## Mercurial > repos > shellac > sam_consensus_v3

### diff env/lib/python3.9/site-packages/networkx/algorithms/bipartite/matching.py @ 0:4f3585e2f14b draft default tip

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"planemo upload commit 60cee0fc7c0cda8592644e1aad72851dec82c959"

author | shellac |
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date | Mon, 22 Mar 2021 18:12:50 +0000 |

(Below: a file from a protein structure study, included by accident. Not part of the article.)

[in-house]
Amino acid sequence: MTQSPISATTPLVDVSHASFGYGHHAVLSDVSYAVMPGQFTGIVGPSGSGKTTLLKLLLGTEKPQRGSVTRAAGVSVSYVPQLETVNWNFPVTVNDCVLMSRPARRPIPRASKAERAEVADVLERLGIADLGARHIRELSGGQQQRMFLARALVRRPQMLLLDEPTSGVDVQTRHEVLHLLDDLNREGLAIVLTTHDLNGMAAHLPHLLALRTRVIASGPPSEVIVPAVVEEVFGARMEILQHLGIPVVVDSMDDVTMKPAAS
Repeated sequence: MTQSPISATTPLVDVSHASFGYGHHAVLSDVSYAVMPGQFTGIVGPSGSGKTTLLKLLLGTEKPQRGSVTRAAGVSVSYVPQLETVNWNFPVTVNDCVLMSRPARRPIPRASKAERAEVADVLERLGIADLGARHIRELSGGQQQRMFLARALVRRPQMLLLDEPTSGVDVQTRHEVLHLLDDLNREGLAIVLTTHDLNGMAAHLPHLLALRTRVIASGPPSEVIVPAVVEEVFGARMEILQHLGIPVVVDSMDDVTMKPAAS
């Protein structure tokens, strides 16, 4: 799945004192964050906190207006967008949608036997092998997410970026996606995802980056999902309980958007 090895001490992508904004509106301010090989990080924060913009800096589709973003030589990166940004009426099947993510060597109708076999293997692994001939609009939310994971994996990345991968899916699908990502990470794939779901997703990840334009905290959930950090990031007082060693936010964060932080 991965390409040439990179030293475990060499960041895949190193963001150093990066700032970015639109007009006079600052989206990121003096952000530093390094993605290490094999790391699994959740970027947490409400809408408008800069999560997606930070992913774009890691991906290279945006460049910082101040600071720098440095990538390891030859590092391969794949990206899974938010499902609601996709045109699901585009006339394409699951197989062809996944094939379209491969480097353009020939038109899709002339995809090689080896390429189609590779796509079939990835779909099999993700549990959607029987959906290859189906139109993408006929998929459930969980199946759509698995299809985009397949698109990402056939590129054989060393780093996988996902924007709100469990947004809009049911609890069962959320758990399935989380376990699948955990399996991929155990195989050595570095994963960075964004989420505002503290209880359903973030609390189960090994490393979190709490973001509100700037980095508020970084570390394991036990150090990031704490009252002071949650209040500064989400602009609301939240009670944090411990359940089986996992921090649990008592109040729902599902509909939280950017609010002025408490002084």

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--- /dev/null Thu Jan 01 00:00:00 1970 +0000 +++ b/env/lib/python3.9/site-packages/networkx/algorithms/bipartite/matching.py Mon Mar 22 18:12:50 2021 +0000 @@ -0,0 +1,582 @@ +# This module uses material from the Wikipedia article Hopcroft--Karp algorithm +# <https://en.wikipedia.org/wiki/Hopcroft%E2%80%93Karp_algorithm>, accessed on +# January 3, 2015, which is released under the Creative Commons +# Attribution-Share-Alike License 3.0 +# <http://creativecommons.org/licenses/by-sa/3.0/>. That article includes +# pseudocode, which has been translated into the corresponding Python code. +# +# Portions of this module use code from David Eppstein's Python Algorithms and +# Data Structures (PADS) library, which is dedicated to the public domain (for +# proof, see <http://www.ics.uci.edu/~eppstein/PADS/ABOUT-PADS.txt>). +"""Provides functions for computing maximum cardinality matchings and minimum +weight full matchings in a bipartite graph. + +If you don't care about the particular implementation of the maximum matching +algorithm, simply use the :func:`maximum_matching`. If you do care, you can +import one of the named maximum matching algorithms directly. + +For example, to find a maximum matching in the complete bipartite graph with +two vertices on the left and three vertices on the right: + +>>> G = nx.complete_bipartite_graph(2, 3) +>>> left, right = nx.bipartite.sets(G) +>>> list(left) +[0, 1] +>>> list(right) +[2, 3, 4] +>>> nx.bipartite.maximum_matching(G) +{0: 2, 1: 3, 2: 0, 3: 1} + +The dictionary returned by :func:`maximum_matching` includes a mapping for +vertices in both the left and right vertex sets. + +Similarly, :func:`minimum_weight_full_matching` produces, for a complete +weighted bipartite graph, a matching whose cardinality is the cardinality of +the smaller of the two partitions, and for which the sum of the weights of the +edges included in the matching is minimal. + +""" +import collections +import itertools + +from networkx.algorithms.bipartite.matrix import biadjacency_matrix +from networkx.algorithms.bipartite import sets as bipartite_sets +import networkx as nx + +__all__ = [ + "maximum_matching", + "hopcroft_karp_matching", + "eppstein_matching", + "to_vertex_cover", + "minimum_weight_full_matching", +] + +INFINITY = float("inf") + + +def hopcroft_karp_matching(G, top_nodes=None): + """Returns the maximum cardinality matching of the bipartite graph `G`. + + A matching is a set of edges that do not share any nodes. A maximum + cardinality matching is a matching with the most edges possible. It + is not always unique. Finding a matching in a bipartite graph can be + treated as a networkx flow problem. + + The functions ``hopcroft_karp_matching`` and ``maximum_matching`` + are aliases of the same function. + + Parameters + ---------- + G : NetworkX graph + + Undirected bipartite graph + + top_nodes : container of nodes + + Container with all nodes in one bipartite node set. If not supplied + it will be computed. But if more than one solution exists an exception + will be raised. + + Returns + ------- + matches : dictionary + + The matching is returned as a dictionary, `matches`, such that + ``matches[v] == w`` if node `v` is matched to node `w`. Unmatched + nodes do not occur as a key in `matches`. + + Raises + ------ + AmbiguousSolution + Raised if the input bipartite graph is disconnected and no container + with all nodes in one bipartite set is provided. When determining + the nodes in each bipartite set more than one valid solution is + possible if the input graph is disconnected. + + Notes + ----- + This function is implemented with the `Hopcroft--Karp matching algorithm + <https://en.wikipedia.org/wiki/Hopcroft%E2%80%93Karp_algorithm>`_ for + bipartite graphs. + + See :mod:`bipartite documentation <networkx.algorithms.bipartite>` + for further details on how bipartite graphs are handled in NetworkX. + + See Also + -------- + maximum_matching + hopcroft_karp_matching + eppstein_matching + + References + ---------- + .. [1] John E. Hopcroft and Richard M. Karp. "An n^{5 / 2} Algorithm for + Maximum Matchings in Bipartite Graphs" In: **SIAM Journal of Computing** + 2.4 (1973), pp. 225--231. <https://doi.org/10.1137/0202019>. + + """ + # First we define some auxiliary search functions. + # + # If you are a human reading these auxiliary search functions, the "global" + # variables `leftmatches`, `rightmatches`, `distances`, etc. are defined + # below the functions, so that they are initialized close to the initial + # invocation of the search functions. + def breadth_first_search(): + for v in left: + if leftmatches[v] is None: + distances[v] = 0 + queue.append(v) + else: + distances[v] = INFINITY + distances[None] = INFINITY + while queue: + v = queue.popleft() + if distances[v] < distances[None]: + for u in G[v]: + if distances[rightmatches[u]] is INFINITY: + distances[rightmatches[u]] = distances[v] + 1 + queue.append(rightmatches[u]) + return distances[None] is not INFINITY + + def depth_first_search(v): + if v is not None: + for u in G[v]: + if distances[rightmatches[u]] == distances[v] + 1: + if depth_first_search(rightmatches[u]): + rightmatches[u] = v + leftmatches[v] = u + return True + distances[v] = INFINITY + return False + return True + + # Initialize the "global" variables that maintain state during the search. + left, right = bipartite_sets(G, top_nodes) + leftmatches = {v: None for v in left} + rightmatches = {v: None for v in right} + distances = {} + queue = collections.deque() + + # Implementation note: this counter is incremented as pairs are matched but + # it is currently not used elsewhere in the computation. + num_matched_pairs = 0 + while breadth_first_search(): + for v in left: + if leftmatches[v] is None: + if depth_first_search(v): + num_matched_pairs += 1 + + # Strip the entries matched to `None`. + leftmatches = {k: v for k, v in leftmatches.items() if v is not None} + rightmatches = {k: v for k, v in rightmatches.items() if v is not None} + + # At this point, the left matches and the right matches are inverses of one + # another. In other words, + # + # leftmatches == {v, k for k, v in rightmatches.items()} + # + # Finally, we combine both the left matches and right matches. + return dict(itertools.chain(leftmatches.items(), rightmatches.items())) + + +def eppstein_matching(G, top_nodes=None): + """Returns the maximum cardinality matching of the bipartite graph `G`. + + Parameters + ---------- + G : NetworkX graph + + Undirected bipartite graph + + top_nodes : container + + Container with all nodes in one bipartite node set. If not supplied + it will be computed. But if more than one solution exists an exception + will be raised. + + Returns + ------- + matches : dictionary + + The matching is returned as a dictionary, `matching`, such that + ``matching[v] == w`` if node `v` is matched to node `w`. Unmatched + nodes do not occur as a key in `matching`. + + Raises + ------ + AmbiguousSolution + Raised if the input bipartite graph is disconnected and no container + with all nodes in one bipartite set is provided. When determining + the nodes in each bipartite set more than one valid solution is + possible if the input graph is disconnected. + + Notes + ----- + This function is implemented with David Eppstein's version of the algorithm + Hopcroft--Karp algorithm (see :func:`hopcroft_karp_matching`), which + originally appeared in the `Python Algorithms and Data Structures library + (PADS) <http://www.ics.uci.edu/~eppstein/PADS/ABOUT-PADS.txt>`_. + + See :mod:`bipartite documentation <networkx.algorithms.bipartite>` + for further details on how bipartite graphs are handled in NetworkX. + + See Also + -------- + + hopcroft_karp_matching + + """ + # Due to its original implementation, a directed graph is needed + # so that the two sets of bipartite nodes can be distinguished + left, right = bipartite_sets(G, top_nodes) + G = nx.DiGraph(G.edges(left)) + # initialize greedy matching (redundant, but faster than full search) + matching = {} + for u in G: + for v in G[u]: + if v not in matching: + matching[v] = u + break + while True: + # structure residual graph into layers + # pred[u] gives the neighbor in the previous layer for u in U + # preds[v] gives a list of neighbors in the previous layer for v in V + # unmatched gives a list of unmatched vertices in final layer of V, + # and is also used as a flag value for pred[u] when u is in the first + # layer + preds = {} + unmatched = [] + pred = {u: unmatched for u in G} + for v in matching: + del pred[matching[v]] + layer = list(pred) + + # repeatedly extend layering structure by another pair of layers + while layer and not unmatched: + newLayer = {} + for u in layer: + for v in G[u]: + if v not in preds: + newLayer.setdefault(v, []).append(u) + layer = [] + for v in newLayer: + preds[v] = newLayer[v] + if v in matching: + layer.append(matching[v]) + pred[matching[v]] = v + else: + unmatched.append(v) + + # did we finish layering without finding any alternating paths? + if not unmatched: + unlayered = {} + for u in G: + # TODO Why is extra inner loop necessary? + for v in G[u]: + if v not in preds: + unlayered[v] = None + # TODO Originally, this function returned a three-tuple: + # + # return (matching, list(pred), list(unlayered)) + # + # For some reason, the documentation for this function + # indicated that the second and third elements of the returned + # three-tuple would be the vertices in the left and right vertex + # sets, respectively, that are also in the maximum independent set. + # However, what I think the author meant was that the second + # element is the list of vertices that were unmatched and the third + # element was the list of vertices that were matched. Since that + # seems to be the case, they don't really need to be returned, + # since that information can be inferred from the matching + # dictionary. + + # All the matched nodes must be a key in the dictionary + for key in matching.copy(): + matching[matching[key]] = key + return matching + + # recursively search backward through layers to find alternating paths + # recursion returns true if found path, false otherwise + def recurse(v): + if v in preds: + L = preds.pop(v) + for u in L: + if u in pred: + pu = pred.pop(u) + if pu is unmatched or recurse(pu): + matching[v] = u + return True + return False + + for v in unmatched: + recurse(v) + + +def _is_connected_by_alternating_path(G, v, matched_edges, unmatched_edges, targets): + """Returns True if and only if the vertex `v` is connected to one of + the target vertices by an alternating path in `G`. + + An *alternating path* is a path in which every other edge is in the + specified maximum matching (and the remaining edges in the path are not in + the matching). An alternating path may have matched edges in the even + positions or in the odd positions, as long as the edges alternate between + 'matched' and 'unmatched'. + + `G` is an undirected bipartite NetworkX graph. + + `v` is a vertex in `G`. + + `matched_edges` is a set of edges present in a maximum matching in `G`. + + `unmatched_edges` is a set of edges not present in a maximum + matching in `G`. + + `targets` is a set of vertices. + + """ + + def _alternating_dfs(u, along_matched=True): + """Returns True if and only if `u` is connected to one of the + targets by an alternating path. + + `u` is a vertex in the graph `G`. + + If `along_matched` is True, this step of the depth-first search + will continue only through edges in the given matching. Otherwise, it + will continue only through edges *not* in the given matching. + + """ + if along_matched: + edges = itertools.cycle([matched_edges, unmatched_edges]) + else: + edges = itertools.cycle([unmatched_edges, matched_edges]) + visited = set() + stack = [(u, iter(G[u]), next(edges))] + while stack: + parent, children, valid_edges = stack[-1] + try: + child = next(children) + if child not in visited: + if (parent, child) in valid_edges or (child, parent) in valid_edges: + if child in targets: + return True + visited.add(child) + stack.append((child, iter(G[child]), next(edges))) + except StopIteration: + stack.pop() + return False + + # Check for alternating paths starting with edges in the matching, then + # check for alternating paths starting with edges not in the + # matching. + return _alternating_dfs(v, along_matched=True) or _alternating_dfs( + v, along_matched=False + ) + + +def _connected_by_alternating_paths(G, matching, targets): + """Returns the set of vertices that are connected to one of the target + vertices by an alternating path in `G` or are themselves a target. + + An *alternating path* is a path in which every other edge is in the + specified maximum matching (and the remaining edges in the path are not in + the matching). An alternating path may have matched edges in the even + positions or in the odd positions, as long as the edges alternate between + 'matched' and 'unmatched'. + + `G` is an undirected bipartite NetworkX graph. + + `matching` is a dictionary representing a maximum matching in `G`, as + returned by, for example, :func:`maximum_matching`. + + `targets` is a set of vertices. + + """ + # Get the set of matched edges and the set of unmatched edges. Only include + # one version of each undirected edge (for example, include edge (1, 2) but + # not edge (2, 1)). Using frozensets as an intermediary step we do not + # require nodes to be orderable. + edge_sets = {frozenset((u, v)) for u, v in matching.items()} + matched_edges = {tuple(edge) for edge in edge_sets} + unmatched_edges = { + (u, v) for (u, v) in G.edges() if frozenset((u, v)) not in edge_sets + } + + return { + v + for v in G + if v in targets + or _is_connected_by_alternating_path( + G, v, matched_edges, unmatched_edges, targets + ) + } + + +def to_vertex_cover(G, matching, top_nodes=None): + """Returns the minimum vertex cover corresponding to the given maximum + matching of the bipartite graph `G`. + + Parameters + ---------- + G : NetworkX graph + + Undirected bipartite graph + + matching : dictionary + + A dictionary whose keys are vertices in `G` and whose values are the + distinct neighbors comprising the maximum matching for `G`, as returned + by, for example, :func:`maximum_matching`. The dictionary *must* + represent the maximum matching. + + top_nodes : container + + Container with all nodes in one bipartite node set. If not supplied + it will be computed. But if more than one solution exists an exception + will be raised. + + Returns + ------- + vertex_cover : :class:`set` + + The minimum vertex cover in `G`. + + Raises + ------ + AmbiguousSolution + Raised if the input bipartite graph is disconnected and no container + with all nodes in one bipartite set is provided. When determining + the nodes in each bipartite set more than one valid solution is + possible if the input graph is disconnected. + + Notes + ----- + This function is implemented using the procedure guaranteed by `Konig's + theorem + <https://en.wikipedia.org/wiki/K%C3%B6nig%27s_theorem_%28graph_theory%29>`_, + which proves an equivalence between a maximum matching and a minimum vertex + cover in bipartite graphs. + + Since a minimum vertex cover is the complement of a maximum independent set + for any graph, one can compute the maximum independent set of a bipartite + graph this way: + + >>> G = nx.complete_bipartite_graph(2, 3) + >>> matching = nx.bipartite.maximum_matching(G) + >>> vertex_cover = nx.bipartite.to_vertex_cover(G, matching) + >>> independent_set = set(G) - vertex_cover + >>> print(list(independent_set)) + [2, 3, 4] + + See :mod:`bipartite documentation <networkx.algorithms.bipartite>` + for further details on how bipartite graphs are handled in NetworkX. + + """ + # This is a Python implementation of the algorithm described at + # <https://en.wikipedia.org/wiki/K%C3%B6nig%27s_theorem_%28graph_theory%29#Proof>. + L, R = bipartite_sets(G, top_nodes) + # Let U be the set of unmatched vertices in the left vertex set. + unmatched_vertices = set(G) - set(matching) + U = unmatched_vertices & L + # Let Z be the set of vertices that are either in U or are connected to U + # by alternating paths. + Z = _connected_by_alternating_paths(G, matching, U) + # At this point, every edge either has a right endpoint in Z or a left + # endpoint not in Z. This gives us the vertex cover. + return (L - Z) | (R & Z) + + +#: Returns the maximum cardinality matching in the given bipartite graph. +#: +#: This function is simply an alias for :func:`hopcroft_karp_matching`. +maximum_matching = hopcroft_karp_matching + + +def minimum_weight_full_matching(G, top_nodes=None, weight="weight"): + r"""Returns a minimum weight full matching of the bipartite graph `G`. + + Let :math:`G = ((U, V), E)` be a weighted bipartite graph with real weights + :math:`w : E \to \mathbb{R}`. This function then produces a matching + :math:`M \subseteq E` with cardinality + + .. math:: + \lvert M \rvert = \min(\lvert U \rvert, \lvert V \rvert), + + which minimizes the sum of the weights of the edges included in the + matching, :math:`\sum_{e \in M} w(e)`, or raises an error if no such + matching exists. + + When :math:`\lvert U \rvert = \lvert V \rvert`, this is commonly + referred to as a perfect matching; here, since we allow + :math:`\lvert U \rvert` and :math:`\lvert V \rvert` to differ, we + follow Karp [1]_ and refer to the matching as *full*. + + Parameters + ---------- + G : NetworkX graph + + Undirected bipartite graph + + top_nodes : container + + Container with all nodes in one bipartite node set. If not supplied + it will be computed. + + weight : string, optional (default='weight') + + The edge data key used to provide each value in the matrix. + + Returns + ------- + matches : dictionary + + The matching is returned as a dictionary, `matches`, such that + ``matches[v] == w`` if node `v` is matched to node `w`. Unmatched + nodes do not occur as a key in `matches`. + + Raises + ------ + ValueError + Raised if no full matching exists. + + ImportError + Raised if SciPy is not available. + + Notes + ----- + The problem of determining a minimum weight full matching is also known as + the rectangular linear assignment problem. This implementation defers the + calculation of the assignment to SciPy. + + References + ---------- + .. [1] Richard Manning Karp: + An algorithm to Solve the m x n Assignment Problem in Expected Time + O(mn log n). + Networks, 10(2):143–152, 1980. + + """ + try: + import numpy as np + import scipy.optimize + except ImportError as e: + raise ImportError( + "minimum_weight_full_matching requires SciPy: " + "https://scipy.org/" + ) from e + left, right = nx.bipartite.sets(G, top_nodes) + U = list(left) + V = list(right) + # We explicitly create the biadjancency matrix having infinities + # where edges are missing (as opposed to zeros, which is what one would + # get by using toarray on the sparse matrix). + weights_sparse = biadjacency_matrix( + G, row_order=U, column_order=V, weight=weight, format="coo" + ) + weights = np.full(weights_sparse.shape, np.inf) + weights[weights_sparse.row, weights_sparse.col] = weights_sparse.data + left_matches = scipy.optimize.linear_sum_assignment(weights) + d = {U[u]: V[v] for u, v in zip(*left_matches)} + # d will contain the matching from edges in left to right; we need to + # add the ones from right to left as well. + d.update({v: u for u, v in d.items()}) + return d